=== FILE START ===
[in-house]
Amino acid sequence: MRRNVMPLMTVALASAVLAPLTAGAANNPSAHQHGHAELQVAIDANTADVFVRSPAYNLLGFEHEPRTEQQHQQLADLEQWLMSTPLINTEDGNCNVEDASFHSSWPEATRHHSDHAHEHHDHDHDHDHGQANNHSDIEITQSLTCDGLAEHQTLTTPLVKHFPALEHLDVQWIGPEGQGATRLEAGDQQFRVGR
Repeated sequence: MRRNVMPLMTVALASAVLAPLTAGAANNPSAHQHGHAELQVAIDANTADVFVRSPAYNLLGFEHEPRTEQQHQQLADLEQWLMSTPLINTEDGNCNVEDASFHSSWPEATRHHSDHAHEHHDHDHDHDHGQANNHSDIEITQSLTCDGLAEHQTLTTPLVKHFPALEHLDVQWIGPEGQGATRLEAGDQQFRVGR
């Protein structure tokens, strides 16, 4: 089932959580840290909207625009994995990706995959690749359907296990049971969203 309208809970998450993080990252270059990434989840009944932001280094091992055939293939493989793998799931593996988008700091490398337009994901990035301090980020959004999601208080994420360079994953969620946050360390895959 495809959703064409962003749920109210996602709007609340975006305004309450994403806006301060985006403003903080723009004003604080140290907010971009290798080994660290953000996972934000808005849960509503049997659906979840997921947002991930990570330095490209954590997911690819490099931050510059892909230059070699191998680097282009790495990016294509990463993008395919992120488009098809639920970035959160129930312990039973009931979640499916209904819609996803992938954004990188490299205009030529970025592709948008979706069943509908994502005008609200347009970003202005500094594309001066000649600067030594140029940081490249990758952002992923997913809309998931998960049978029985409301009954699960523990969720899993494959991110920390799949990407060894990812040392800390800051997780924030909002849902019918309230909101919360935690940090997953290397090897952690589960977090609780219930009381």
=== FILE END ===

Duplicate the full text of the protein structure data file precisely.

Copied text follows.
[in-house]
Amino acid sequence: MRRNVMPLMTVALASAVLAPLTAGAANNPSAHQHGHAELQVAIDANTADVFVRSPAYNLLGFEHEPRTEQQHQQLADLEQWLMSTPLINTEDGNCNVEDASFHSSWPEATRHHSDHAHEHHDHDHDHDHGQANNHSDIEITQSLTCDGLAEHQTLTTPLVKHFPALEHLDVQWIGPEGQGATRLEAGDQQFRVGR
Repeated sequence: MRRNVMPLMTVALASAVLAPLTAGAANNPSAHQHGHAELQVAIDANTADVFVRSPAYNLLGFEHEPRTEQQHQQLADLEQWLMSTPLINTEDGNCNVEDASFHSSWPEATRHHSDHAHEHHDHDHDHDHGQANNHSDIEITQSLTCDGLAEHQTLTTPLVKHFPALEHLDVQWIGPEGQGATRLEAGDQQFRVGR
């Protein structure tokens, strides 16, 4: 089932959580840290909207625009994995990706995959690749359907296990049971969203 309208809970998450993080990252270059990434989840009944932001280094091992055939293939493989793998799931593996988008700091490398337009994901990035301090980020959004999601208080994420360079994953969620946050360390895959 495809959703064409962003749920109210996602709007609340975006305004309450994403806006301060985006403003903080723009004003604080140290907010971009290798080994660290953000996972934000808005849960509503049997659906979840997921947002991930990570330095490209954590997911690819490099931050510059892909230059070699191998680097282009790495990016294509990463993008395919992120488009098809639920970035959160129930312990039973009931979640499916209904819609996803992938954004990188490299205009030529970025592709948008979706069943509908994502005008609200347009970003202005500094594309001066000649600067030594140029940081490249990758952002992923997913809309998931998960049978029985409301009954699960523990969720899993494959991110920390799949990407060894990812040392800390800051997780924030909002849902019918309230909101919360935690940090997953290397090897952690589960977090609780219930009381």